The prison-industrial complex, expanded primarily due to the racist “war on drugs,” and developed in large part to control communities of color, is most certainly illth. Essentially all the enormous economic financial sector does is find ways to make money with money, providing little of social value. The same can be said for marketing, advertising, and packaging for brand promotion and the proliferation of products designed with built-in obsolescence or to stimulate new wants.

The system of giant multinational supermarket companies controlling food supply and sales produces vast quantities of wasted food. It is estimated that between 30 and 50 percent of the food grown in the United States goes to waste. Food is left in the field if it doesn’t meet certain cosmetic standards of large buyers, even if it is perfectly good quality. Supermarkets routinely overstock their produce shelves in deliberate displays of abundance, knowing that a portion will spoil and be thrown away. Globally, about one-third of food is wasted, amounting to about 1.8 billion tons and worth approximately $1 trillion. All of this wasted food means wasted water, labor power, energy, and all the other resources that went into making it — petrochemicals for pesticide and fertilizer production, energy to run agricultural machinery and transportation to markets, and so forth.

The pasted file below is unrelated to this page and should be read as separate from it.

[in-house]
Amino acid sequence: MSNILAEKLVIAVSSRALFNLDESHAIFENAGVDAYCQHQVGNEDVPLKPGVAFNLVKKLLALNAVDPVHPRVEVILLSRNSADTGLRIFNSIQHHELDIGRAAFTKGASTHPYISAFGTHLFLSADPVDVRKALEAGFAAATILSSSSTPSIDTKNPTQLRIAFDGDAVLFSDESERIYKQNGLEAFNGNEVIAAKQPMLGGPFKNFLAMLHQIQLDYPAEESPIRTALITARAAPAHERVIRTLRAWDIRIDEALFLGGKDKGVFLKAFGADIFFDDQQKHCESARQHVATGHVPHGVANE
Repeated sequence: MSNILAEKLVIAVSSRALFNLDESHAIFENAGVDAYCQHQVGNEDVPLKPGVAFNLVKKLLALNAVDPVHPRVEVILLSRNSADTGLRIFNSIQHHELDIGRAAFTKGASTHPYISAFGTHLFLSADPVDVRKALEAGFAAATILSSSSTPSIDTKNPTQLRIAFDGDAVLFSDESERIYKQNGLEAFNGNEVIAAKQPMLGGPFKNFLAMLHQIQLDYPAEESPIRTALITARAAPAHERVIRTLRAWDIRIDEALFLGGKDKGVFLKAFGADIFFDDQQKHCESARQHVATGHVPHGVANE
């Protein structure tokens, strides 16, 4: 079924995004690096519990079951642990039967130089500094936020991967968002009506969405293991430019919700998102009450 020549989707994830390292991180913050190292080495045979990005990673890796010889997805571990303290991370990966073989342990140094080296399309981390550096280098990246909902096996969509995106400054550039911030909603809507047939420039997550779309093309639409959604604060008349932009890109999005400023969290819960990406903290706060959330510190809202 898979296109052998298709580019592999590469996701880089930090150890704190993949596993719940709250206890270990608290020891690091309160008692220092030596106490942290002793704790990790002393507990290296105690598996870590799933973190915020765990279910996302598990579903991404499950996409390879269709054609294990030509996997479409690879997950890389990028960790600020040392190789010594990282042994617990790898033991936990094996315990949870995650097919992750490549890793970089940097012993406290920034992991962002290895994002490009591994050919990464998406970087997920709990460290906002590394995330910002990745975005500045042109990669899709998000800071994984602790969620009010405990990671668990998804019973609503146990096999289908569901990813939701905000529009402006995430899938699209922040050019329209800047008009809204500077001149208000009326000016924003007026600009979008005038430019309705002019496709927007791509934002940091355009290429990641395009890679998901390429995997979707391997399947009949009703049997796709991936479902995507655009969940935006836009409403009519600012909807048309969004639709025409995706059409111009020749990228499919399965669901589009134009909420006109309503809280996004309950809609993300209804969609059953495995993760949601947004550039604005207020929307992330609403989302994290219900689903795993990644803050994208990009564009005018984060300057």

The vast majority of food waste is due to an agricultural and food system set up to generate profit. However, a lack of storage infrastructure in the Global South is a major cause of spoilage and pest infestation before the food reaches markets.

The spread of online shopping was once touted as environmentally more benign than trips to the retail shops, but instead it is adding a new dimension to the waste of resources. According to the Wall Street Journal, “Giant warehouses are springing up across the country as surging online sales send retailers scrambling to find space to house products destined for delivery to customers’ homes.” The huge increase in e-commerce deliveries means corresponding increases in cardboard boxes, the most rapidly growing part of the 35 million tons of containerboard produced in 2015. Transport of the packages from warehouses creates further environmental damage. Ardeshi Faghri, a professor of civil engineering at the University of Delaware, said that a 20 percent increase of various vehicle emissions that was measured was at least partially caused by more deliveries of goods: “Online shopping has not helped the environment…. It has made it worse.”